Flight is Close for Oyster Cove Osprey Chicks

Now at eight weeks old, our osprey chicks have become quite impressive with their beauty, growth, and strength.  Their feathers continue to become fuller and longer, and they spend lots of time preening them.  Their wings are almost full-grown and the flapping has become much more powerful and steady.  I’ve not seen any lift-offs yet (lifting up off the nest while flapping and dropping back down quickly) but I’m expecting to see some this upcoming week.    Last year, our two chicks fledged on July 7 and July 8; and they were born later than this year’s two chicks, so flight is close!

Note the chick’s large talons in the next photo….

I’ve noticed Olivia leaves the nest more and more, usually just for a flight and then back.  Our two chicks will intently watch her each time.  Is mom teaching?

Now that they have gotten so big, at times one of the chicks will practice some wing-flapping, accidentally slapping the others in the nest.   Sometimes it’s quite funny.  They just try to get out of the way to make room for the practicing chick.

Then there are times when Olivia will just leave the nest altogether to make more room.  When she did in the next photo, it appeared the chick was going to follow her; but it actually gave him/her the space to open those wings wider and really flap.   But one day soon, he/she will follow mom right off the nest and into the sky!

I’ve seen Oliver more often in the last couple weeks, just coming to the nest to hang out with the family.  The other area ospreys are still not welcomed around Oliver and Olivia’s airspace and they will make it known with loud threatening calls, as in the next photo.  I’ve heard the chicks starting to make little calls out too, mimicing mom and dad.  They are definitely taking it all in and learning!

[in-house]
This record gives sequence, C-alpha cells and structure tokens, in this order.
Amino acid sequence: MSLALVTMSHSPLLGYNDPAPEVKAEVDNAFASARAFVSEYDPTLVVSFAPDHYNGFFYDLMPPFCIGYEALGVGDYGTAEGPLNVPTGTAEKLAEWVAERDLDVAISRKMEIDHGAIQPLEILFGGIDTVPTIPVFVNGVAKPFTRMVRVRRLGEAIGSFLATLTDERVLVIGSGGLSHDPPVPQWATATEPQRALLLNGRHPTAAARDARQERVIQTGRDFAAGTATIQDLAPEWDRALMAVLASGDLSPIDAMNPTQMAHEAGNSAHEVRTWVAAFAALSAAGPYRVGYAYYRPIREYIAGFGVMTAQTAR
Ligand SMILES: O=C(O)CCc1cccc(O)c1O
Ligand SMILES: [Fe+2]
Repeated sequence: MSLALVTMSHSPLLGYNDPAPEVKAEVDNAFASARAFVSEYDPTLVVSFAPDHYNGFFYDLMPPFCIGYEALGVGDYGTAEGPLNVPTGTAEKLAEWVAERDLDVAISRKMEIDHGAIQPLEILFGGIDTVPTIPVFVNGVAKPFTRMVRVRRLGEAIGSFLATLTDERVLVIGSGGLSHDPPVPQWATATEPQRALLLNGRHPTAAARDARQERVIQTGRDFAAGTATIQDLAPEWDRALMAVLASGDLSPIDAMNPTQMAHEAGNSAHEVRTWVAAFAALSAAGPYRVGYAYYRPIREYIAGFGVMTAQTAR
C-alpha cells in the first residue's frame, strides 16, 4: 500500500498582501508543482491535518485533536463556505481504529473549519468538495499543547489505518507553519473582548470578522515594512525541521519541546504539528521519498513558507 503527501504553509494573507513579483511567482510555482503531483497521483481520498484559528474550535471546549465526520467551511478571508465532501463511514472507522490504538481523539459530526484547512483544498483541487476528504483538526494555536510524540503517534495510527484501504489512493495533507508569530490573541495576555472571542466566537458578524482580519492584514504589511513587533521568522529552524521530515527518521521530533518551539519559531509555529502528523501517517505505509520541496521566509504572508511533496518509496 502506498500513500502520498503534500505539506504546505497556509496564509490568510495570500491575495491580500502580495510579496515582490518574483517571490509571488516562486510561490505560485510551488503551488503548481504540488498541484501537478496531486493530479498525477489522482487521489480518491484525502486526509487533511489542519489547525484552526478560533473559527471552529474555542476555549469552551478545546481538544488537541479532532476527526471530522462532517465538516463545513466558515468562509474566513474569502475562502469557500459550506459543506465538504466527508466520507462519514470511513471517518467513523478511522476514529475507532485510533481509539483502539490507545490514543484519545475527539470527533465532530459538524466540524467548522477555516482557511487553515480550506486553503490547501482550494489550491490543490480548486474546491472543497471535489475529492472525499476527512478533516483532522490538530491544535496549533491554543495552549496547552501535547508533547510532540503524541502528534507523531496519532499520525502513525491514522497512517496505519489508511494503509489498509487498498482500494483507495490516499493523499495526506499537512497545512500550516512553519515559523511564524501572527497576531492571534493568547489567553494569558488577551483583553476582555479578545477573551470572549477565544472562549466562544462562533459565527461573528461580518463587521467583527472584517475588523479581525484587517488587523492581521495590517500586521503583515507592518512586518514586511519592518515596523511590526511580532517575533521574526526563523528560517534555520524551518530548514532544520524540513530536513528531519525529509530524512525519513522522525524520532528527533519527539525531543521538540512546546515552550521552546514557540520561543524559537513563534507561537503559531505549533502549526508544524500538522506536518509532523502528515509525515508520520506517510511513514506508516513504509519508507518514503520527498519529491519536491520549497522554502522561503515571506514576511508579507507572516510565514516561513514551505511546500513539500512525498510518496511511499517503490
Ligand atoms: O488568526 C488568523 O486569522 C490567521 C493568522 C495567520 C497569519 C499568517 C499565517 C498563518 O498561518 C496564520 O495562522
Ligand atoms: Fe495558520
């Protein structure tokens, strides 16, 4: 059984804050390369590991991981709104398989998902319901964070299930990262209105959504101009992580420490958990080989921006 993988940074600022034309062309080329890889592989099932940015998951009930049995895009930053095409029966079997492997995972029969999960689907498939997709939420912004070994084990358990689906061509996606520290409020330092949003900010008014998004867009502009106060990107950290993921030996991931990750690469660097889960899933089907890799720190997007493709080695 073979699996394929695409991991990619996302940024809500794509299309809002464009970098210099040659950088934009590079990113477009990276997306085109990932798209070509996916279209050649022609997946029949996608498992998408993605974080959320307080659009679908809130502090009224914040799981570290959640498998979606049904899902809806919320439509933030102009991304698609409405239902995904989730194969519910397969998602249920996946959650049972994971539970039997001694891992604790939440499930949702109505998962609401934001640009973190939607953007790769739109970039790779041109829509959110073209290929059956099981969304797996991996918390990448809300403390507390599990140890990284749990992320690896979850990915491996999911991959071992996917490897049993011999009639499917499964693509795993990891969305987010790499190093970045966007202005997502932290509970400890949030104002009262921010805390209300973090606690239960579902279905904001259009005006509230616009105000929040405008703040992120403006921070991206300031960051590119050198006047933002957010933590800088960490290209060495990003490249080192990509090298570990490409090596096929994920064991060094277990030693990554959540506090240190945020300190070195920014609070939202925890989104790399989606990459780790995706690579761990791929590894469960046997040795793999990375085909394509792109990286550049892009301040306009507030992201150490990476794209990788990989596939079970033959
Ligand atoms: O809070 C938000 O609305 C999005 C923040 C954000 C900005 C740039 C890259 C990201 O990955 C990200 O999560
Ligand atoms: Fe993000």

Yesterday early evening was one of those times Oliver came to perch.  After a quiet time together, Olivia began a low, constant chirp.  When she got louder and appeared to be directing it at Oliver, Oliver took off from the nest and headed directly towards the water below.  Olivia stopped chirping immediately.  Both chicks’ eyes followed dad’s flight.

All eyes in the nest stayed on Oliver…..

And amazingly, just like that, Oliver half-turned with claws out, and lined up for a strike and dive!

Success!

What a quick catch on demand!  Both chicks watched him as he returned with the catch and passed it to Olivia who fed those two hungry bellies.  This is the second time I’ve watch Oliver strike for a fish right at the nest this week, with both chicks watching.  Is he teaching the chicks some beginning techniques and maneuvers?  Maybe!

I’ve done a first attempt in a small video of sequenced photos, showing some wing-flapping action into the breeze, during a steady rain on June 17.  You’ll see back then their big and awkward wings caused a lot of unbalance while attempting to flap.  Now that I’ve kind of figured this out, I hope to share some good action photo sequences this way.  🙂

A final osprey photo, on occasion a boat will pass close by the nest.  Olivia has her eye on this one; and I liked the colors, something different than water behind our family!